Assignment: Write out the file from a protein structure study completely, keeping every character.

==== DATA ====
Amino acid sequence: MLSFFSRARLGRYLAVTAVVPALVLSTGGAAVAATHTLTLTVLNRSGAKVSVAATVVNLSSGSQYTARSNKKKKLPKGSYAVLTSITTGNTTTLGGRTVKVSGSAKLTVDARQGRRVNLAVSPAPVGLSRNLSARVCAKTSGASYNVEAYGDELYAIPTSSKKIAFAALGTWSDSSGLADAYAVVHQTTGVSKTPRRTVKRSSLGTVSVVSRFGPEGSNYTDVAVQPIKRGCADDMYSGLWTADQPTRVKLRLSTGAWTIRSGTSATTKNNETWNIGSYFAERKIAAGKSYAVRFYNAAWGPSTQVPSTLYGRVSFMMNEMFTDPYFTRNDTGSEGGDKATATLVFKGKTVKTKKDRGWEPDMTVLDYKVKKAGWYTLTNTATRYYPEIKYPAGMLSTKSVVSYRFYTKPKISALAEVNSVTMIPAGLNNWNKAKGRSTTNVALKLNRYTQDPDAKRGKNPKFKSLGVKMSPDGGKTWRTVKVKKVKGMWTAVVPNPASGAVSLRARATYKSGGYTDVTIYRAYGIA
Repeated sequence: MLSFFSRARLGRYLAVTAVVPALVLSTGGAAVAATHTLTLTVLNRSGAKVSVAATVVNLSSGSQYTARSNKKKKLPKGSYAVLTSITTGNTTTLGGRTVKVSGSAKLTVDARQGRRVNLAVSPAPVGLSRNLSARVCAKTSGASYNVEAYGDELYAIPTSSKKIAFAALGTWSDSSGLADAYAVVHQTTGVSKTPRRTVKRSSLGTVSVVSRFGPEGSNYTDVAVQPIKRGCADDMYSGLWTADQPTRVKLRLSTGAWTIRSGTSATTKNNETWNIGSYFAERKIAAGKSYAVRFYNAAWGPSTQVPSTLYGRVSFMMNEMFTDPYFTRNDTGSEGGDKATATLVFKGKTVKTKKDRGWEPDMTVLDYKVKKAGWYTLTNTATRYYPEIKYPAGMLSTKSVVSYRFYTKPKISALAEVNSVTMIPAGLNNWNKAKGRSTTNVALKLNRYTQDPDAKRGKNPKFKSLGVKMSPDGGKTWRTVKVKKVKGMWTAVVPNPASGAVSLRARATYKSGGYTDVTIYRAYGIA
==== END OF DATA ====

Amino acid sequence: MLSFFSRARLGRYLAVTAVVPALVLSTGGAAVAATHTLTLTVLNRSGAKVSVAATVVNLSSGSQYTARSNKKKKLPKGSYAVLTSITTGNTTTLGGRTVKVSGSAKLTVDARQGRRVNLAVSPAPVGLSRNLSARVCAKTSGASYNVEAYGDELYAIPTSSKKIAFAALGTWSDSSGLADAYAVVHQTTGVSKTPRRTVKRSSLGTVSVVSRFGPEGSNYTDVAVQPIKRGCADDMYSGLWTADQPTRVKLRLSTGAWTIRSGTSATTKNNETWNIGSYFAERKIAAGKSYAVRFYNAAWGPSTQVPSTLYGRVSFMMNEMFTDPYFTRNDTGSEGGDKATATLVFKGKTVKTKKDRGWEPDMTVLDYKVKKAGWYTLTNTATRYYPEIKYPAGMLSTKSVVSYRFYTKPKISALAEVNSVTMIPAGLNNWNKAKGRSTTNVALKLNRYTQDPDAKRGKNPKFKSLGVKMSPDGGKTWRTVKVKKVKGMWTAVVPNPASGAVSLRARATYKSGGYTDVTIYRAYGIA
Repeated sequence: MLSFFSRARLGRYLAVTAVVPALVLSTGGAAVAATHTLTLTVLNRSGAKVSVAATVVNLSSGSQYTARSNKKKKLPKGSYAVLTSITTGNTTTLGGRTVKVSGSAKLTVDARQGRRVNLAVSPAPVGLSRNLSARVCAKTSGASYNVEAYGDELYAIPTSSKKIAFAALGTWSDSSGLADAYAVVHQTTGVSKTPRRTVKRSSLGTVSVVSRFGPEGSNYTDVAVQPIKRGCADDMYSGLWTADQPTRVKLRLSTGAWTIRSGTSATTKNNETWNIGSYFAERKIAAGKSYAVRFYNAAWGPSTQVPSTLYGRVSFMMNEMFTDPYFTRNDTGSEGGDKATATLVFKGKTVKTKKDRGWEPDMTVLDYKVKKAGWYTLTNTATRYYPEIKYPAGMLSTKSVVSYRFYTKPKISALAEVNSVTMIPAGLNNWNKAKGRSTTNVALKLNRYTQDPDAKRGKNPKFKSLGVKMSPDGGKTWRTVKVKKVKGMWTAVVPNPASGAVSLRARATYKSGGYTDVTIYRAYGIA